This book is the first to examine how female drug user's identities, and hence their experiences, are shaped by drug policies. It analyses how the subjectivities ascribed to women users within drug policy sustain them in their problematic use and reinforce their social exclusion. Challenging popular misconceptions of female users, the book calls for the formulation of drug policies to be based on gender equity and social justice. It will appeal to academics in the social sciences, practitioners and policy makers.
Natasha Du Rose is a lecturer in criminology and sociology at the University of Roehampton, UK. She has extensive research experience in drug use and policy and has also conducted research on restorative justice and self-injury. Before receiving her PhD at the University of Bath in 2006, Natasha worked in women's therapy and crisis centres for seven years, co-ordinating and training helpline volunteers and training professionals on women's mental health.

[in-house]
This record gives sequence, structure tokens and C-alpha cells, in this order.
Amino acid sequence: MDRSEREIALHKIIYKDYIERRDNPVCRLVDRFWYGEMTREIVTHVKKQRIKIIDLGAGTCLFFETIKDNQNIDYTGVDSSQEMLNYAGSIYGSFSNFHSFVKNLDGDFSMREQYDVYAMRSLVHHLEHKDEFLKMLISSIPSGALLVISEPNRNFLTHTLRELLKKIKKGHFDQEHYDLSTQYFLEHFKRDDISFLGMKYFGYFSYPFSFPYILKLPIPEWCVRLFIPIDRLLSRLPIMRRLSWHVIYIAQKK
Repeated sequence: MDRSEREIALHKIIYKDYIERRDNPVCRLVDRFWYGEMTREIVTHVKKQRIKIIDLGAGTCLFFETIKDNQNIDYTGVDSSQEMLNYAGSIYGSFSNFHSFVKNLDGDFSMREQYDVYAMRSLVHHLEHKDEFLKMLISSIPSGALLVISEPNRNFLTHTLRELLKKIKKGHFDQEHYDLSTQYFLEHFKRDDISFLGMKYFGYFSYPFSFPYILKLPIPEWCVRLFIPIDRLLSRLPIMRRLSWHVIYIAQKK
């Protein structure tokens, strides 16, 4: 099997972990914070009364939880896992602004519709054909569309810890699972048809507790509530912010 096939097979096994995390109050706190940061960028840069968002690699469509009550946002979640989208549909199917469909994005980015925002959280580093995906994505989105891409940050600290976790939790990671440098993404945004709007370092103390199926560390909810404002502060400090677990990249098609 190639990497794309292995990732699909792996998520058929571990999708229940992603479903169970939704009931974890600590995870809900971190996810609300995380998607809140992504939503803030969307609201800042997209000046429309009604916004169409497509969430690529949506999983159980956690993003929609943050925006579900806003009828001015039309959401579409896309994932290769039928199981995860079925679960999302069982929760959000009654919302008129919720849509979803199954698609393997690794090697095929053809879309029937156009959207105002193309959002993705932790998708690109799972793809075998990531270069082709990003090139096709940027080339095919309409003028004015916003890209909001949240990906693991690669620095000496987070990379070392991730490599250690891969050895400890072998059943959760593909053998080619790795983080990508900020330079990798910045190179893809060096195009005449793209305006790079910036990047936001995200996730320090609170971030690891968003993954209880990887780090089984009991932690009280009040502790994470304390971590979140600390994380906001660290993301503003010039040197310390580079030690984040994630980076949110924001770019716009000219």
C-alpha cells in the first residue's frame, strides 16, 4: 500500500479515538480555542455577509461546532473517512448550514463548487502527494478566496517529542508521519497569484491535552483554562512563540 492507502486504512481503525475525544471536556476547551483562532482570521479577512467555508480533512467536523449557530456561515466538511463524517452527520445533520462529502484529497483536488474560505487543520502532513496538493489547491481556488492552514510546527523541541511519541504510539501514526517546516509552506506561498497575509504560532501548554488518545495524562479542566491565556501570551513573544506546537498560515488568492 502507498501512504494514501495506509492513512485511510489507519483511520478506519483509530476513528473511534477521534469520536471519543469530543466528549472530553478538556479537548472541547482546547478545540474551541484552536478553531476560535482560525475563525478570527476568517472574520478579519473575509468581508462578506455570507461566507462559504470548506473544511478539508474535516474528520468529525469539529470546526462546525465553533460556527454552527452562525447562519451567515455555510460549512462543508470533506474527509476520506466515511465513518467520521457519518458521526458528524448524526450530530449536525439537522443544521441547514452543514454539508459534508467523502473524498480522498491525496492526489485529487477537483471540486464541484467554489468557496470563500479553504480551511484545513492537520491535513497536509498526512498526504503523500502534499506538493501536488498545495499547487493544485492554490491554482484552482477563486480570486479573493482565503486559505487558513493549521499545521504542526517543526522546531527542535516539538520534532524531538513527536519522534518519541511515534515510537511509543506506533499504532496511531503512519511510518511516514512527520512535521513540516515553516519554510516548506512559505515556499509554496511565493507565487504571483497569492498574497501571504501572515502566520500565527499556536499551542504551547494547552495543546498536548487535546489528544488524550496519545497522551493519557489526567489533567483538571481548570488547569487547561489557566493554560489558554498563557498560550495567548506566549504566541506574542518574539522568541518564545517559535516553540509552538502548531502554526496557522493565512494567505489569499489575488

Appendix: Research methods.
"A must-read for anyone wanting to understand the various ways in which discourses of women’s drug use shape drug policies in the UK, USA and Canada and women’s sense of selves as drug users." Jo Phoenix, University of Leicester
"A well-written, thorough account from women who inhabit social worlds that remain deeply misunderstood." Rutgers, the State University of New Jersey
"A welcome addition to feminist scholarship. Natasha Du Rose vividly demonstrates how women’s identities and experiences are shaped by punitive and contradictory drug policies." Susan Boyd, University of Victoria, Canada
“Beautifully written, innovative, readable and well researched, Natasha Du Rose's book is a sophisticated contribution to the very little knowledge there is about female drug users.” Pat Carlen, University of Leicester